A failure to disclose, however, is only actionable as fraud when there is a duty to disclose. See Bradford v. Vento, 48 S.W.3d 749, 755 (Tex.2001). A duty to disclose arises only out of a confidential or fiduciary relationship. Moorehouse v. Chase Manhattan Bank, 76 S.W.3d 608, 615 (Tex.App.-San Antonio 2002, no pet.). Texas does not recognize a fiduciary duty or a duty of good faith and fair dealing owed by an employer to an employee. City of Midland v. O'Bryant, 18 S.W.3d 209, 216 (Tex.2000) (holding that there is no duty of good faith and fair dealing in the employment context).4
Koch had no duty to disclose the amount of Beverick's project bonus; therefore, their failure to disclose it is not an actionable misrepresentation. There is no evidence that Koch made an actionable misrepresentation to Beverick. Accordingly, we hold that there is no evidence that there was a material misrepresentation made. Having so held, we need not address the remaining elements of fraud.
Beverick contends that the trial court erred by rendering summary judgment on his quantum-meruit claim.
In their no-evidence motion for summary judgment, Koch asserted that there was no evidence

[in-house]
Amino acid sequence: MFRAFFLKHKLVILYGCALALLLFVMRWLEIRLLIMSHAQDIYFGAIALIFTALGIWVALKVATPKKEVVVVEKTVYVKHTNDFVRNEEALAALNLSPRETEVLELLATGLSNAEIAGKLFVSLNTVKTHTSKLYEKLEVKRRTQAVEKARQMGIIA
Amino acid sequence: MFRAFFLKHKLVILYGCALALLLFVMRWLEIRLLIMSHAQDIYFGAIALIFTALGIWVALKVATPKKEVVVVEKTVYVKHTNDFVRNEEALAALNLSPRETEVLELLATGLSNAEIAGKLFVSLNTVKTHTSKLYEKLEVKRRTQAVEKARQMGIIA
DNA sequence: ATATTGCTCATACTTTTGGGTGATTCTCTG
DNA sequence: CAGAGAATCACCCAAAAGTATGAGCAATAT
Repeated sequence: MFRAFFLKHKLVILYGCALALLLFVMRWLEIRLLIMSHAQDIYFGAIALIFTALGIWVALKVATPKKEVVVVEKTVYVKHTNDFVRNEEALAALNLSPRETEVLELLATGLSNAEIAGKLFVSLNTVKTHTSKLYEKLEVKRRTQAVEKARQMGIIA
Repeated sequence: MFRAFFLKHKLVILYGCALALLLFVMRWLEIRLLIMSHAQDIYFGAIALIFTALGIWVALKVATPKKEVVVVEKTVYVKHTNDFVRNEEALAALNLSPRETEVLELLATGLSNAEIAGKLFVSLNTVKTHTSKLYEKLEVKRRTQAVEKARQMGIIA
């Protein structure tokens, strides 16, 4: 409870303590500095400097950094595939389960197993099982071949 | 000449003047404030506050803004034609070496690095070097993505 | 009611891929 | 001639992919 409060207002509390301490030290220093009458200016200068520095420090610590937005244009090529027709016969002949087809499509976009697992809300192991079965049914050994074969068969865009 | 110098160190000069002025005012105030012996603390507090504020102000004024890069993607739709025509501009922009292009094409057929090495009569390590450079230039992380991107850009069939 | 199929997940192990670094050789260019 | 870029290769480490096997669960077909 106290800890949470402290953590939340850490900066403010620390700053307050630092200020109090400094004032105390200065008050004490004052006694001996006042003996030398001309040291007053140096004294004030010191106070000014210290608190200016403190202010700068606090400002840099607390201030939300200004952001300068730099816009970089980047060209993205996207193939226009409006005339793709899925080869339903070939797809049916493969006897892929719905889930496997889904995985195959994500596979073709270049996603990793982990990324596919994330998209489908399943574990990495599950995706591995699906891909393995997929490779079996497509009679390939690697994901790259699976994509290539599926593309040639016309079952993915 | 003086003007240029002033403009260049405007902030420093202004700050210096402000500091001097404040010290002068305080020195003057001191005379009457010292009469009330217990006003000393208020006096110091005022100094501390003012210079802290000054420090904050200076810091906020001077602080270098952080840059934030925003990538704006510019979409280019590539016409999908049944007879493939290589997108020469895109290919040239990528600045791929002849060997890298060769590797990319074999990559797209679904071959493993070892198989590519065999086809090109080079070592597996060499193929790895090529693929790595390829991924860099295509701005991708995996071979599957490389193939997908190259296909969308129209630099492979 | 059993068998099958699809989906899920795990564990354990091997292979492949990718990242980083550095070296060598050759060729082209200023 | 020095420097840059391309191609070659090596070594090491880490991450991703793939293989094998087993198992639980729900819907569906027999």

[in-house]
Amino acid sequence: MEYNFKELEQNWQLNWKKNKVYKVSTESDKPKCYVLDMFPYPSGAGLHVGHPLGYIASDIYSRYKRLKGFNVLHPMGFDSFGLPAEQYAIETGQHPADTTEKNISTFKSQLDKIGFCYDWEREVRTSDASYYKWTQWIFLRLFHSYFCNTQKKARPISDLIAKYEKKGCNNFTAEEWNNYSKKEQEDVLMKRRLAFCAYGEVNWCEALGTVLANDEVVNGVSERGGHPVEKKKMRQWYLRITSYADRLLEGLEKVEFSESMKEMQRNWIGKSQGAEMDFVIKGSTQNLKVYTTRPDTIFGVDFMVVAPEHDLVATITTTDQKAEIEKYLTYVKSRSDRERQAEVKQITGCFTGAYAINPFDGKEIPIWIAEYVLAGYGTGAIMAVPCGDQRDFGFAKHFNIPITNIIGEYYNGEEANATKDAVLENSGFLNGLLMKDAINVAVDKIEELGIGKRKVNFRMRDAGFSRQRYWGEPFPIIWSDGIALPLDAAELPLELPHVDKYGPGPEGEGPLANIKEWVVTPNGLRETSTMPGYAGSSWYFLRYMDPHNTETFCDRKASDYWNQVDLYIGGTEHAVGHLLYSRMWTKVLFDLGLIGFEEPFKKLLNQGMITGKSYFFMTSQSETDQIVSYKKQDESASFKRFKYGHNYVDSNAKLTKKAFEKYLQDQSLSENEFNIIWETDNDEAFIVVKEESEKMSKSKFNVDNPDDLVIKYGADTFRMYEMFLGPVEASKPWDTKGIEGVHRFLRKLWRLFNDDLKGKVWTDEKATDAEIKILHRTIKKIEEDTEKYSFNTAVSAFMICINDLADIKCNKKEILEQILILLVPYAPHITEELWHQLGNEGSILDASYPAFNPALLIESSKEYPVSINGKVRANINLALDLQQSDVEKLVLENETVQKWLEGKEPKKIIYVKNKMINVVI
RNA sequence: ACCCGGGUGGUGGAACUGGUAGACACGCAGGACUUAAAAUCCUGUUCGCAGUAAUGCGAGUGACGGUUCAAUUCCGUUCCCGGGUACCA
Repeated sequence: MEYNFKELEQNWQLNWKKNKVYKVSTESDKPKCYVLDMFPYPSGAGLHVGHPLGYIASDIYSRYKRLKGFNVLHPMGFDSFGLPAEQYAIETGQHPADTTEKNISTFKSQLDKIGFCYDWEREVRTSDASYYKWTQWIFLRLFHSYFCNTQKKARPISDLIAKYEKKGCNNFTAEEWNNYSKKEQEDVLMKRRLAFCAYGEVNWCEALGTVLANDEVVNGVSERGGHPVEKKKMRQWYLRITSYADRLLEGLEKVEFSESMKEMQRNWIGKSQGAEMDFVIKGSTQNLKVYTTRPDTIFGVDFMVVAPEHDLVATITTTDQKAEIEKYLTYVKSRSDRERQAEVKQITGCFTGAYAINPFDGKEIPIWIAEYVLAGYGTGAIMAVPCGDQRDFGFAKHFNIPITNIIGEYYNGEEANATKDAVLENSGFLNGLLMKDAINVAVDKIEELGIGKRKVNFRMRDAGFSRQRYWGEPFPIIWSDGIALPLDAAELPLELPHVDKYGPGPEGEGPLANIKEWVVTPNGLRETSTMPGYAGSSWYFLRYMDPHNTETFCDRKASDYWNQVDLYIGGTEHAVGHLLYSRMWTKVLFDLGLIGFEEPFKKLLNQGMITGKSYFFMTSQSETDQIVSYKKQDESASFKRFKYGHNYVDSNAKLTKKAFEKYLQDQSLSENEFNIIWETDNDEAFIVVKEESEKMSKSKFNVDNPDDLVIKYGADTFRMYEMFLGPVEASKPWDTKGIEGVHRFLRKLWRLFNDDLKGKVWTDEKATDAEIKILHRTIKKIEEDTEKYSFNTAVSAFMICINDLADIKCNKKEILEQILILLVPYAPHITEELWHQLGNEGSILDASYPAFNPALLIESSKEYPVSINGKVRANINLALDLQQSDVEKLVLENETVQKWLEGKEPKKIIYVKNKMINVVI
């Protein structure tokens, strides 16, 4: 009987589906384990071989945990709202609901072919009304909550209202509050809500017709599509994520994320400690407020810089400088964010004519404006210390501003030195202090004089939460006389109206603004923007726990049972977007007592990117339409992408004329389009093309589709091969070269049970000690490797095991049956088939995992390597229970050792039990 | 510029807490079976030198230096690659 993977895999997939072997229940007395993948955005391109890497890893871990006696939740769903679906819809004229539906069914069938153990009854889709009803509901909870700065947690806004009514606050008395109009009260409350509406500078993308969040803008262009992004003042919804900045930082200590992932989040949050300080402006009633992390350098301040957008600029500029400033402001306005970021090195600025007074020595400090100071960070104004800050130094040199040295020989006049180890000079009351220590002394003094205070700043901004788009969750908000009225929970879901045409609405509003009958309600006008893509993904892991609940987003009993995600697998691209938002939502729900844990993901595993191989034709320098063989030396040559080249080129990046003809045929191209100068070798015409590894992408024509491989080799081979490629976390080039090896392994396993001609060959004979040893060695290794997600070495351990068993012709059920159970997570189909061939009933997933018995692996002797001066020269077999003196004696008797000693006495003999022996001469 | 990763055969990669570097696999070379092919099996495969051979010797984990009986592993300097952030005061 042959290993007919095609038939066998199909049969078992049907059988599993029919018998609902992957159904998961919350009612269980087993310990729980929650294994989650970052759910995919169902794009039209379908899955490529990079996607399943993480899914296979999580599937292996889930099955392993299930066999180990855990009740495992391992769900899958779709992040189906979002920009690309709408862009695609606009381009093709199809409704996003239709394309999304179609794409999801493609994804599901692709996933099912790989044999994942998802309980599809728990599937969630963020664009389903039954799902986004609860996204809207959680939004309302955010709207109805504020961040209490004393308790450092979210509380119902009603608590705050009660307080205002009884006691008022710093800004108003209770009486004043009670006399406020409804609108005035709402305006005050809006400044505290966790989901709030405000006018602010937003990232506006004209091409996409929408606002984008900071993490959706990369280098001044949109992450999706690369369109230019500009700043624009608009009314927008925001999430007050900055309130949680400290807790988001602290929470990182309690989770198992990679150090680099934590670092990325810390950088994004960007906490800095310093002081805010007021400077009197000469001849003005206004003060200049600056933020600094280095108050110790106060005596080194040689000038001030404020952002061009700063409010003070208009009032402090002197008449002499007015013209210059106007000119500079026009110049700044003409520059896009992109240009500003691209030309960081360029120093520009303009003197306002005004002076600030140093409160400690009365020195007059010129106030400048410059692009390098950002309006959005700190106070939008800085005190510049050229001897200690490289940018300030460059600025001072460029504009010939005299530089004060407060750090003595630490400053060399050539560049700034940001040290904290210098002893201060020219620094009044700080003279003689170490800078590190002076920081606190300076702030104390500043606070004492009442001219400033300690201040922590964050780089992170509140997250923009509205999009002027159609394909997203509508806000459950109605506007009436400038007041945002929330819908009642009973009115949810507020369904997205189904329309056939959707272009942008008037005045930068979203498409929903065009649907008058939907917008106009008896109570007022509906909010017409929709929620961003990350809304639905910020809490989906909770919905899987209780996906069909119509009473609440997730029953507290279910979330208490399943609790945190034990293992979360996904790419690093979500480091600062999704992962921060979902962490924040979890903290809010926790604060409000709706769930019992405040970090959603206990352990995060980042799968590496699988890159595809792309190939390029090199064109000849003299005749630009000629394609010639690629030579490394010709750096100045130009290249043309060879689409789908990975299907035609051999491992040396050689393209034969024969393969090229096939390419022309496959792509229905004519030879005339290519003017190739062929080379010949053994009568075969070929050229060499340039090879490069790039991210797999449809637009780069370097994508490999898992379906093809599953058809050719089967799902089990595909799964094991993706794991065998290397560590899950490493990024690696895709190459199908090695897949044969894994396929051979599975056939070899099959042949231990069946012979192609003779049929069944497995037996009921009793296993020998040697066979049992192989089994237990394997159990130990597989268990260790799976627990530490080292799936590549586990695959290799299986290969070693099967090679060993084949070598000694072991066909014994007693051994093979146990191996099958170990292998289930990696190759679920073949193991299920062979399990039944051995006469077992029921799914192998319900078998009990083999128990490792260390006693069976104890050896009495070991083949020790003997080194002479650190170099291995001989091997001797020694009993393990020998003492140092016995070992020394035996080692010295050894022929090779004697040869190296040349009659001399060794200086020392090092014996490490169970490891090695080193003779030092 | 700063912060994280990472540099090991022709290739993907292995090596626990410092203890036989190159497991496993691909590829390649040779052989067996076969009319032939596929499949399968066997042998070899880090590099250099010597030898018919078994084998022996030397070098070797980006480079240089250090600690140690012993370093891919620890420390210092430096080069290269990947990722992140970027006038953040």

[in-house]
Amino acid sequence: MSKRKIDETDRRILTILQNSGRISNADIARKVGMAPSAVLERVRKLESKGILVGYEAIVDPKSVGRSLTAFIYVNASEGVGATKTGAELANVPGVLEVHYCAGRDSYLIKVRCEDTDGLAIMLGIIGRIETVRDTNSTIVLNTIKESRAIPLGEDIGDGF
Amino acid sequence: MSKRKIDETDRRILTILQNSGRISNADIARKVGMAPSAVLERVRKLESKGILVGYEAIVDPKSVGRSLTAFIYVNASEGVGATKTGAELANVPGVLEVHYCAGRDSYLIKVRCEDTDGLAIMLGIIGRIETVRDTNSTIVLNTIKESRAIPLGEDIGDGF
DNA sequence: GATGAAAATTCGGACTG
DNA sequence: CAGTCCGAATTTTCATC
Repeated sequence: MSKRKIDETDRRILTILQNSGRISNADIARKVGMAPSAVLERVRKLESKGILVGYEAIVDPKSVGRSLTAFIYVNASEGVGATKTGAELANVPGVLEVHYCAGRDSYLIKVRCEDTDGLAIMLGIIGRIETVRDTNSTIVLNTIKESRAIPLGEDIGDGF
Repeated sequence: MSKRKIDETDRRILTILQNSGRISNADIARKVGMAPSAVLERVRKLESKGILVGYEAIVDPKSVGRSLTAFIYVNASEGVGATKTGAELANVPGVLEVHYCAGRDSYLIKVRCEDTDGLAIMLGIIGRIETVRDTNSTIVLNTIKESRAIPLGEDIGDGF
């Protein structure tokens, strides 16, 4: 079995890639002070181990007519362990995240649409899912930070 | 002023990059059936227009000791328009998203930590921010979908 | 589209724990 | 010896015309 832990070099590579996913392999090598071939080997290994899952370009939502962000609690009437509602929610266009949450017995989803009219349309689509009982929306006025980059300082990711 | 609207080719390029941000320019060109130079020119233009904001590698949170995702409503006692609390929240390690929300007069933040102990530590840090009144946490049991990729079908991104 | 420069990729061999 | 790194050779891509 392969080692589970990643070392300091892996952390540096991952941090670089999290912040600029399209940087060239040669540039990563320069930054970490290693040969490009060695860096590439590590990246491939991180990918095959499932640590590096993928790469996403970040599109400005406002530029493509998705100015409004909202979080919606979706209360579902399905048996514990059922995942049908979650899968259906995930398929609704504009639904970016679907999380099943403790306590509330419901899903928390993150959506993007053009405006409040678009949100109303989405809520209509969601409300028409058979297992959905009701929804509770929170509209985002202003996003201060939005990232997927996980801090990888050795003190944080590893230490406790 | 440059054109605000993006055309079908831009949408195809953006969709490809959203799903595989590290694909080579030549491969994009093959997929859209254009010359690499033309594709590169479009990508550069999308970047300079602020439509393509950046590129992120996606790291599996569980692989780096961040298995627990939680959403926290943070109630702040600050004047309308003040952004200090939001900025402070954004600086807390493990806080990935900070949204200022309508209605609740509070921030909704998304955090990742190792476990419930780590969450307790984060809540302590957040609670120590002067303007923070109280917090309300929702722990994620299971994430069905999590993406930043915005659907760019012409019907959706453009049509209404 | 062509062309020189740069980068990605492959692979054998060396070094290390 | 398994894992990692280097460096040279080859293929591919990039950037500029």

(1) That Plaintiff performed any services for any Defendant for which he was not compensated; or
(2) Of the reasonable value of any uncompensated services performed by Plaintiff for any Defendant.
The quasi-contractual theory of quantum meruit is based on a promise implied by law to pay for beneficial services rendered and knowingly accepted. C.M. Asfahl Agency v. Tensor, Inc., 135 S.W.3d 768, 792 (Tex.App.-Houston [1st Dist.] 2004, no pet.). To be entitled to submit a claim of quantum meruit, the claimant must present more than a scintilla of evidence that: (1) the plaintiff rendered valuable services or furnished materials; (2) for the party sought to be charged; (3) the party sought to be charged accepted and enjoyed the services or materials; and (4) the party sought to be charged had reasonable notice that the plaintiff, in performing the services or providing the materials, expected payment. See Vortt Expl. Co. v. Chevron U.S.A., Inc., 787 S.W.2d 942, 944 (Tex.1990).